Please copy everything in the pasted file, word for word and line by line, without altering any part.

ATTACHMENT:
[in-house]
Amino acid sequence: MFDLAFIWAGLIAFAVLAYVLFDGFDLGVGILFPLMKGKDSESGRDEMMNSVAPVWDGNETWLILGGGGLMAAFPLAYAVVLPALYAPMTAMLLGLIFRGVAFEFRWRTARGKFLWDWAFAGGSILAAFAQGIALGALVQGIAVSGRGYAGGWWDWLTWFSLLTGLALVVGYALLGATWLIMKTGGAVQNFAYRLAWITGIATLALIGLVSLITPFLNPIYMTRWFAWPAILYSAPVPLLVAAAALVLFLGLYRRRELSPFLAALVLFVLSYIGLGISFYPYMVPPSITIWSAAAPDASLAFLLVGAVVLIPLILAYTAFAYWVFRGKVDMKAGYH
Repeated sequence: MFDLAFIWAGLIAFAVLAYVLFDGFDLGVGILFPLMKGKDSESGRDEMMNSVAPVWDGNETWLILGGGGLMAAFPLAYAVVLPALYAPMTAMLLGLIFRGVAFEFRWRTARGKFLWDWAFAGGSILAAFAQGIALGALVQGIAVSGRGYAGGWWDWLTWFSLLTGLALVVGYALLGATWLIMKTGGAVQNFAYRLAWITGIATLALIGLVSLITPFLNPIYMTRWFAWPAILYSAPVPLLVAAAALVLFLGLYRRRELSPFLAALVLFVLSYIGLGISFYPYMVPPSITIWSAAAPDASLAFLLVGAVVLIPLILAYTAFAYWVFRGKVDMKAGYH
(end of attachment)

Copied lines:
[in-house]
Amino acid sequence: MFDLAFIWAGLIAFAVLAYVLFDGFDLGVGILFPLMKGKDSESGRDEMMNSVAPVWDGNETWLILGGGGLMAAFPLAYAVVLPALYAPMTAMLLGLIFRGVAFEFRWRTARGKFLWDWAFAGGSILAAFAQGIALGALVQGIAVSGRGYAGGWWDWLTWFSLLTGLALVVGYALLGATWLIMKTGGAVQNFAYRLAWITGIATLALIGLVSLITPFLNPIYMTRWFAWPAILYSAPVPLLVAAAALVLFLGLYRRRELSPFLAALVLFVLSYIGLGISFYPYMVPPSITIWSAAAPDASLAFLLVGAVVLIPLILAYTAFAYWVFRGKVDMKAGYH
Repeated sequence: MFDLAFIWAGLIAFAVLAYVLFDGFDLGVGILFPLMKGKDSESGRDEMMNSVAPVWDGNETWLILGGGGLMAAFPLAYAVVLPALYAPMTAMLLGLIFRGVAFEFRWRTARGKFLWDWAFAGGSILAAFAQGIALGALVQGIAVSGRGYAGGWWDWLTWFSLLTGLALVVGYALLGATWLIMKTGGAVQNFAYRLAWITGIATLALIGLVSLITPFLNPIYMTRWFAWPAILYSAPVPLLVAAAALVLFLGLYRRRELSPFLAALVLFVLSYIGLGISFYPYMVPPSITIWSAAAPDASLAFLLVGAVVLIPLILAYTAFAYWVFRGKVDMKAGYH